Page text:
In the wake of Britain’s inconclusive general election, there is much talk of the “national interest”. It’s said that politicians of all parties have to pull together to address the crisis caused by the country’s enlarged fiscal deficit. Specifically, they must agree to a package of deep public spending cuts. Nothing, it is said, is more urgent, more unavoidable. In contrast, it seems climate change can be left perpetually on the backburner — though there is a far greater expert consensus about its dangers than those of a large deficit.
Right, who knows a way of making “Conservative and Liberal Democrat Coalition, out out out!” scan properly? Events haven’t been made easier by the news coverage, which involved reporters telling us: “Oh my God, it’s historic, and the two of them look so lovely together, and they’re in the garden, ooohhh, I haven't cried so much since I last saw Breakfast at Tiffany’s."
As Tiger Woods returns to golf, not all his affairs are salacious headlines. In Dubai, the Tiger Woods Golf Course is costing $100 million to build. Dubai relies on cheap Third World labour, as do certain consumer brands that have helped make Woods a billionaire. Nike workers in Thailand wrote to Woods, expressing their “utmost respect for your skill and perseverance as an athlete” but pointing out that they would need to work 72,000 years “to receive what you will earn from [your Nike] contract”.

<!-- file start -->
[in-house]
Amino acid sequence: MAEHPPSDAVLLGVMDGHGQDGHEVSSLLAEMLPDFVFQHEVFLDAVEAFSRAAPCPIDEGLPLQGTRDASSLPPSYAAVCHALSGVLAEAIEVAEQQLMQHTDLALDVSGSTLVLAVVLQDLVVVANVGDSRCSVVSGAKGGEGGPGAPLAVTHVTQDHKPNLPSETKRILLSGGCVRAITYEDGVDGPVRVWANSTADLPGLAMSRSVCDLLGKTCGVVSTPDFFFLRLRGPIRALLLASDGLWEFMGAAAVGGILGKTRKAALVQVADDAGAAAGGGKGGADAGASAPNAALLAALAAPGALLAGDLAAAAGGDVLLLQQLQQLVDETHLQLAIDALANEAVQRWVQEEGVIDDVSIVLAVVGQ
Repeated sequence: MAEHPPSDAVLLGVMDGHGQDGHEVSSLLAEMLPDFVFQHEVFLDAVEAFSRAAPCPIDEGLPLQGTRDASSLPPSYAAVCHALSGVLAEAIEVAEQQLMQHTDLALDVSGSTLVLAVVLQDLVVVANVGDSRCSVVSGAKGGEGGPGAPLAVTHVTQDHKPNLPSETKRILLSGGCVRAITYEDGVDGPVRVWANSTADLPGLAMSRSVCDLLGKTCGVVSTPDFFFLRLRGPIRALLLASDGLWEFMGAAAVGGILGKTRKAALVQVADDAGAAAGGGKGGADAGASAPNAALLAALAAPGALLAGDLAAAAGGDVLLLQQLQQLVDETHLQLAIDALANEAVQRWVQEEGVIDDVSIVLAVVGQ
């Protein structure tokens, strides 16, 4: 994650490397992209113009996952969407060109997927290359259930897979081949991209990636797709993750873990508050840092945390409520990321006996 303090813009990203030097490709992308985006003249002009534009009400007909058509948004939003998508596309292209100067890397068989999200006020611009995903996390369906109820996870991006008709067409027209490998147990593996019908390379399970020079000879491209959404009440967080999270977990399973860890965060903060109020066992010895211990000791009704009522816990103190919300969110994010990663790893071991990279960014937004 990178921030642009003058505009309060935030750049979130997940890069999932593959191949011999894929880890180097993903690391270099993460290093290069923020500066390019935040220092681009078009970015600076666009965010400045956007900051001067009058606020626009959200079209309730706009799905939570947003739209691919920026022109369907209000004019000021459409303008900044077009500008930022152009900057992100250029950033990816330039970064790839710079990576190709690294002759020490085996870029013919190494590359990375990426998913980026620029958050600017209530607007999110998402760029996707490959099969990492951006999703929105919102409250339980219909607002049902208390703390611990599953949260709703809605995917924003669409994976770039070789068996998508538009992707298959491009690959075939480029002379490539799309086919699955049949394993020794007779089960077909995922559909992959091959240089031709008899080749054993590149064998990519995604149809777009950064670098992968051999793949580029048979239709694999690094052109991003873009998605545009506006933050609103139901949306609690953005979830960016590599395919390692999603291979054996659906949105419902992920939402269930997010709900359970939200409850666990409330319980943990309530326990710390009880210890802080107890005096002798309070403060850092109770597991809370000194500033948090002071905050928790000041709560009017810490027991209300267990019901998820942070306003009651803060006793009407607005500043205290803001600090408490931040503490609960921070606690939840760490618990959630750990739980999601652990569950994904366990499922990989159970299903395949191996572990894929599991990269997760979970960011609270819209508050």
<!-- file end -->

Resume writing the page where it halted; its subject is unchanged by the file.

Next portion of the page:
For the first time ever, a member of the British Green Party, Caroline Lucas, was elected to parliament in the May 6 general elections. Printed below is a May 7 statement from GreenParty.org.uk * * * Greens all over Britain were celebrating this morning as the news was announced that party leader Caroline Lucas had won the Brighton Pavilion seat.
‘Perish the Privileged Orders’: A Socialist History of the Chartist Movement By Mark O’Brien New Clarion Press Revised Edition 2009, 119 pages Review by Alex Miller If you believed the corporate media, you might think that the greatest threats to parliamentary democracy in a country like Britain have come from Kaiser Wilhelm’s armies in World War I or — today — from Al Qaeda and Islamic jihadists. In fact, the greatest enemies of representative democracy in Britain over the centuries have been the British ruling classes themselves.
Everyone Can be a Hero By J. R. Birch Inside Outsider Publications, 2010, 293 pages
In The Iron Heel, Jack London used a narrative from the future to present the dystopian and utopian possibilities that existed in his time. Everyone Can be a Hero, a new independently published book for older children and teenagers, uses a similar device.
Staring at the vast military history section in the airport shop, I had a choice: the derring-do of psychopaths or scholarly tomes with their illicit devotion to the cult of organised killing. There was nothing I recognised from reporting war. Nothing on the spectacle of children’s limbs hanging in trees and nothing on the burden of shit in your trousers. War is a good read. War is fun. More war please.
Over the last few years it’s become one of our quaint English traditions that on any day following the announcement of immigration figures, certain newspapers display headlines such as “TEN MILLION OR SOMETHING LIKE THAT POLES TO SWARM INTO BRITAIN LIKE PLUMBING LOCUSTS!!! And they plan to BUGGER OUR KITTENS!!!”
A new left alliance has formed in Britain to stand in the European Union elections set for June 4.